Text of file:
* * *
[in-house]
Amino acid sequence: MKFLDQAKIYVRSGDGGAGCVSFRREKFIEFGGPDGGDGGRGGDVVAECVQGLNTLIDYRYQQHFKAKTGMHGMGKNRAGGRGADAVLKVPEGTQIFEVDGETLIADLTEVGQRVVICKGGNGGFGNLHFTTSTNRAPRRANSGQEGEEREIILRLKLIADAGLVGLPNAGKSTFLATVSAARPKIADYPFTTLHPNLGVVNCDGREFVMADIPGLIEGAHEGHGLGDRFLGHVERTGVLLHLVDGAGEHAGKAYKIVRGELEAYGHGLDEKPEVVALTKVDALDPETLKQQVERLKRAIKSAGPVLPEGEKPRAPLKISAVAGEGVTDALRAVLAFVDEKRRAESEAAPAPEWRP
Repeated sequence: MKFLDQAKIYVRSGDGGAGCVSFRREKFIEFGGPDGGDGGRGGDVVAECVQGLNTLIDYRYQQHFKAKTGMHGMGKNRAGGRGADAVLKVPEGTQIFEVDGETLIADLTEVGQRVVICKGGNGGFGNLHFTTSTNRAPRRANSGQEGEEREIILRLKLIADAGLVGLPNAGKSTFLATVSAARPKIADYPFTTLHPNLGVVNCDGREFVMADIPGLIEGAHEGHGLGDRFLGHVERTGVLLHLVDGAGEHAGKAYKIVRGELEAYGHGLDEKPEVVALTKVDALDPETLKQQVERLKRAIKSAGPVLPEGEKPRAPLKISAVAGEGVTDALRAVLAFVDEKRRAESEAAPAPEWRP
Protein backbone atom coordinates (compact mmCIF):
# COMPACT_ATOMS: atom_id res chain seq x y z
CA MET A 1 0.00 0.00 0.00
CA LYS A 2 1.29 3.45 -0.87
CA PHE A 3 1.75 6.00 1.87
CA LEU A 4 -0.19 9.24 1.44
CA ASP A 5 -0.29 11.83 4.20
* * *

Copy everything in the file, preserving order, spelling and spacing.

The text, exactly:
[in-house]
Amino acid sequence: MKFLDQAKIYVRSGDGGAGCVSFRREKFIEFGGPDGGDGGRGGDVVAECVQGLNTLIDYRYQQHFKAKTGMHGMGKNRAGGRGADAVLKVPEGTQIFEVDGETLIADLTEVGQRVVICKGGNGGFGNLHFTTSTNRAPRRANSGQEGEEREIILRLKLIADAGLVGLPNAGKSTFLATVSAARPKIADYPFTTLHPNLGVVNCDGREFVMADIPGLIEGAHEGHGLGDRFLGHVERTGVLLHLVDGAGEHAGKAYKIVRGELEAYGHGLDEKPEVVALTKVDALDPETLKQQVERLKRAIKSAGPVLPEGEKPRAPLKISAVAGEGVTDALRAVLAFVDEKRRAESEAAPAPEWRP
Repeated sequence: MKFLDQAKIYVRSGDGGAGCVSFRREKFIEFGGPDGGDGGRGGDVVAECVQGLNTLIDYRYQQHFKAKTGMHGMGKNRAGGRGADAVLKVPEGTQIFEVDGETLIADLTEVGQRVVICKGGNGGFGNLHFTTSTNRAPRRANSGQEGEEREIILRLKLIADAGLVGLPNAGKSTFLATVSAARPKIADYPFTTLHPNLGVVNCDGREFVMADIPGLIEGAHEGHGLGDRFLGHVERTGVLLHLVDGAGEHAGKAYKIVRGELEAYGHGLDEKPEVVALTKVDALDPETLKQQVERLKRAIKSAGPVLPEGEKPRAPLKISAVAGEGVTDALRAVLAFVDEKRRAESEAAPAPEWRP
Protein backbone atom coordinates (compact mmCIF):
# COMPACT_ATOMS: atom_id res chain seq x y z
CA MET A 1 0.00 0.00 0.00
CA LYS A 2 1.29 3.45 -0.87
CA PHE A 3 1.75 6.00 1.87
CA LEU A 4 -0.19 9.24 1.44
CA ASP A 5 -0.29 11.83 4.20